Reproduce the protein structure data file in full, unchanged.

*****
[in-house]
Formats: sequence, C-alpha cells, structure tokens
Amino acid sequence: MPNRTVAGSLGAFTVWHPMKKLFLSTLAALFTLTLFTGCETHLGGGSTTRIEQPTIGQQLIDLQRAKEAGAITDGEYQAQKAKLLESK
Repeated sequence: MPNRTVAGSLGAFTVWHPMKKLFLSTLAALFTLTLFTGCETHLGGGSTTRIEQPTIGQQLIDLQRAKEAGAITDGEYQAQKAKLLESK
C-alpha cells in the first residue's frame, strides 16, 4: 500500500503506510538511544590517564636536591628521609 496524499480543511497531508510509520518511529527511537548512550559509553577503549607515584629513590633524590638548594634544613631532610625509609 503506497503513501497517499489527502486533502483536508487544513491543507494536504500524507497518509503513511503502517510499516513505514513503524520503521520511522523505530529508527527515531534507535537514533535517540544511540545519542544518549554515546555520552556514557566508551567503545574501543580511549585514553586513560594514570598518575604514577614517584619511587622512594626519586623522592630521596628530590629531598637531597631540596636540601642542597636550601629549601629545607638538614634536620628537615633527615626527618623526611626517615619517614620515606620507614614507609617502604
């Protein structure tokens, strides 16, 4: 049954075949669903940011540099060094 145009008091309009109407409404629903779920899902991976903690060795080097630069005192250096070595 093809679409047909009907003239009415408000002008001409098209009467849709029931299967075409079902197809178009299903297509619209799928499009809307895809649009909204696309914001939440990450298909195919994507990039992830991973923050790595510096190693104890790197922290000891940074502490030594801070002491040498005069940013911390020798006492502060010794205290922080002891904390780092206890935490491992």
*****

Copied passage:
[in-house]
Formats: sequence, C-alpha cells, structure tokens
Amino acid sequence: MPNRTVAGSLGAFTVWHPMKKLFLSTLAALFTLTLFTGCETHLGGGSTTRIEQPTIGQQLIDLQRAKEAGAITDGEYQAQKAKLLESK
Repeated sequence: MPNRTVAGSLGAFTVWHPMKKLFLSTLAALFTLTLFTGCETHLGGGSTTRIEQPTIGQQLIDLQRAKEAGAITDGEYQAQKAKLLESK
C-alpha cells in the first residue's frame, strides 16, 4: 500500500503506510538511544590517564636536591628521609 496524499480543511497531508510509520518511529527511537548512550559509553577503549607515584629513590633524590638548594634544613631532610625509609 503506497503513501497517499489527502486533502483536508487544513491543507494536504500524507497518509503513511503502517510499516513505514513503524520503521520511522523505530529508527527515531534507535537514533535517540544511540545519542544518549554515546555520552556514557566508551567503545574501543580511549585514553586513560594514570598518575604514577614517584619511587622512594626519586623522592630521596628530590629531598637531597631540596636540601642542597636550601629549601629545607638538614634536620628537615633527615626527618623526611626517615619517614620515606620507614614507609617502604
């Protein structure tokens, strides 16, 4: 049954075949669903940011540099060094 145009008091309009109407409404629903779920899902991976903690060795080097630069005192250096070595 093809679409047909009907003239009415408000002008001409098209009467849709029931299967075409079902197809178009299903297509619209799928499009809307895809649009909204696309914001939440990450298909195919994507990039992830991973923050790595510096190693104890790197922290000891940074502490030594801070002491040498005069940013911390020798006492502060010794205290922080002891904390780092206890935490491992």